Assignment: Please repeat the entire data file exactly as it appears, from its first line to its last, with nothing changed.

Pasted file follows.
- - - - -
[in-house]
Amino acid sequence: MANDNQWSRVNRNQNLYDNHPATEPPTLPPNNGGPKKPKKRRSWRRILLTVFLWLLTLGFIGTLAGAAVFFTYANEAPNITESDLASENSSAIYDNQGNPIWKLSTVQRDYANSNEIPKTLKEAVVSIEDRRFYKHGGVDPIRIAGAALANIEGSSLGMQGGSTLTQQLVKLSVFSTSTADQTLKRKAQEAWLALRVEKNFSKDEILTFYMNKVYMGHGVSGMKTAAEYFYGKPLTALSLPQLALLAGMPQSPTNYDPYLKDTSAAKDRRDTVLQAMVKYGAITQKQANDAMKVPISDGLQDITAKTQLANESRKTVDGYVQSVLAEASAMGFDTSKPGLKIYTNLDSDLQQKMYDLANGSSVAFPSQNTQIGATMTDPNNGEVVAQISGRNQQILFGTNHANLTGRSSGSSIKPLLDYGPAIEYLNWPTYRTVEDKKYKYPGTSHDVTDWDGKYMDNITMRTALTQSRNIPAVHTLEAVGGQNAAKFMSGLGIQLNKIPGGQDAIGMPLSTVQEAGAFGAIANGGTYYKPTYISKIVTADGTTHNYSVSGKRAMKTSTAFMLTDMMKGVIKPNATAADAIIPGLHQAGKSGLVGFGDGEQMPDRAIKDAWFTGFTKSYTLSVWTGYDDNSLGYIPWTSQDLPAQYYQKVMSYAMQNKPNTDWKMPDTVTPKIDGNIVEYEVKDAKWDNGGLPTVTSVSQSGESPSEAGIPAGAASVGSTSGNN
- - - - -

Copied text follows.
[in-house]
Amino acid sequence: MANDNQWSRVNRNQNLYDNHPATEPPTLPPNNGGPKKPKKRRSWRRILLTVFLWLLTLGFIGTLAGAAVFFTYANEAPNITESDLASENSSAIYDNQGNPIWKLSTVQRDYANSNEIPKTLKEAVVSIEDRRFYKHGGVDPIRIAGAALANIEGSSLGMQGGSTLTQQLVKLSVFSTSTADQTLKRKAQEAWLALRVEKNFSKDEILTFYMNKVYMGHGVSGMKTAAEYFYGKPLTALSLPQLALLAGMPQSPTNYDPYLKDTSAAKDRRDTVLQAMVKYGAITQKQANDAMKVPISDGLQDITAKTQLANESRKTVDGYVQSVLAEASAMGFDTSKPGLKIYTNLDSDLQQKMYDLANGSSVAFPSQNTQIGATMTDPNNGEVVAQISGRNQQILFGTNHANLTGRSSGSSIKPLLDYGPAIEYLNWPTYRTVEDKKYKYPGTSHDVTDWDGKYMDNITMRTALTQSRNIPAVHTLEAVGGQNAAKFMSGLGIQLNKIPGGQDAIGMPLSTVQEAGAFGAIANGGTYYKPTYISKIVTADGTTHNYSVSGKRAMKTSTAFMLTDMMKGVIKPNATAADAIIPGLHQAGKSGLVGFGDGEQMPDRAIKDAWFTGFTKSYTLSVWTGYDDNSLGYIPWTSQDLPAQYYQKVMSYAMQNKPNTDWKMPDTVTPKIDGNIVEYEVKDAKWDNGGLPTVTSVSQSGESPSEAGIPAGAASVGSTSGNN